“One day you’ll be in death’s way, when he comes walking by,” sang a voice on the radio. A sweet little girl sang along. It was eery to hear those words coming out of the mouth of such a young child.
“Turn dat der dial and find sometin perty for us to sing,” Frank said to the little blonde girl who sat in the passenger seat.
She did as he asked and turned the knob on the radio to the sound of static. “I don’t think there are any other channels,” she shouted, with a reverberating vocal sound. Her teeth were rattling from the vibrations made by the old farm truck as it travelled down the rough country road. The vibration was strong enough to impact their vocal chords and their eardrums, making their voices sound otherworldly.
“Look Pappy,” she yelled to her grandpa. “The radio dial can’t move any further.”
Grandpa Frank looked over at the radio. The red needle that moved across the radio channels had reached the end of the channel box and could go no further. He looked his granddaughter in her pool blue eyes and smiled a huge grin half full of crooked and stained teeth. His weathered and wrinkly skin left only a twinkle of his eyes visible.
“Den you sing sometin perty,” he shouted over the engine. He looked down, between them, at the exposed gear box and drive shaft of the truck in the hole in the floor. He shifted into a lower gear and headed up a hill. The truck bucked and squealed, but it did as it was meant to and crept forward.
Frank’s granddaughter returned to fussing with the radio knob. She turned it in the opposite direction, back to the channel she had been singing to. The static cleared up and the silky voice returned.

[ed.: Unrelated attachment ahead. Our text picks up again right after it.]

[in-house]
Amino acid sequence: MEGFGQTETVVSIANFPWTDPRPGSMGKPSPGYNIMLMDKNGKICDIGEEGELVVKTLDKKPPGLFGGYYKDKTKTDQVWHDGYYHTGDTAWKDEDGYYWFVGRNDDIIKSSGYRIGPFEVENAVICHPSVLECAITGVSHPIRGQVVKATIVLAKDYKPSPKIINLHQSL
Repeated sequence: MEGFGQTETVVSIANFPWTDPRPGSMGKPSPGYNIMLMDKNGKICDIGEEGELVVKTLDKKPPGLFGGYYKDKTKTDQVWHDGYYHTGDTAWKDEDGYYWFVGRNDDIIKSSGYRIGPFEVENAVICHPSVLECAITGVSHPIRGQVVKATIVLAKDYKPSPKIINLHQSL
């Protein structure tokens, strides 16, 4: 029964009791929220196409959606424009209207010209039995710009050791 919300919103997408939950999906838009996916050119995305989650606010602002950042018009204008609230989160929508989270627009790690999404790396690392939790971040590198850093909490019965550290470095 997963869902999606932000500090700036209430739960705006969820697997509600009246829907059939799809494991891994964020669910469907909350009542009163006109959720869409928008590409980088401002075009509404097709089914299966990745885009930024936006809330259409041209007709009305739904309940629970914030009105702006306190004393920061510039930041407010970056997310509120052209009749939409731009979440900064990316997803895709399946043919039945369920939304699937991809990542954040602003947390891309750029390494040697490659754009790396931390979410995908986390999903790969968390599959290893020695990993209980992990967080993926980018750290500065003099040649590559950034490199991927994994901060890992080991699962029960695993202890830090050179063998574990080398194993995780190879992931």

“You’re nothing but a cog in the wheel of life. One day you’ll be in life’s way, when she comes walking by.”
“Pappy,” the little girl shouted, her teeth and voice vibrating, “what’s a cog?”
Frank looked downward at the exposed gear box that connected to the driveshaft. Frank held the manual shift stick knob in his hand as he drove. “Dis here stick makes dem der gears in dat box down der move.”
His granddaughter peered down into the hole in the floor to where her grandpa described. The truck was very noisy, but the noise coming up from the hole was even louder.
“When da stick moves from one gear to another, da truck, it moves fast or slow,” Frank explained in his vibrating voice. “Da gears, dey don’t move if dey don’t have cogs. Cogs, dem like fingers. They fit into one another and hold onto to each utter and together dem move the gears. No cogs, no gear. No gear, it all breaks down.”
As if to prove her grandfather’s words were true, a loud crack shook the truck. Grandpa shifted the gear stick to a lower gear, but a loud clunking noise rose up from the hole in the truck’s floor.
“Like that, Pappy!” Shouted the little girl.
“Like dat,” smiled Grandpa. The truck had reached the top of the hill and stalled out in the middle of an intersection. Grandpa restarted the truck and tried to shift into first, but the gears appeared to be jammed and the stick shift would not budge. The little girl watched with wide eyes as her grandpa tried with all his might to force the gear into place.
“Pappy,” whispered the child. Grandpa looked up into the girl’s large pool blue eyes. He did not see what she was staring at. A trailer hauling live chickens had rounded the bend at high speed.
A tall man in long black robes stood at the edge of the road and watched as a child pulled herself up off of the roadway and slowly stood up. She looked around her at what appeared to be the wreckage of a battlefield, except for the strange white feathers that floated down from the sky. The man held out his thin, long fingers and pulled one from the air. He held the feather upright and looked closely at it. It is a white chicken feather stained with blood.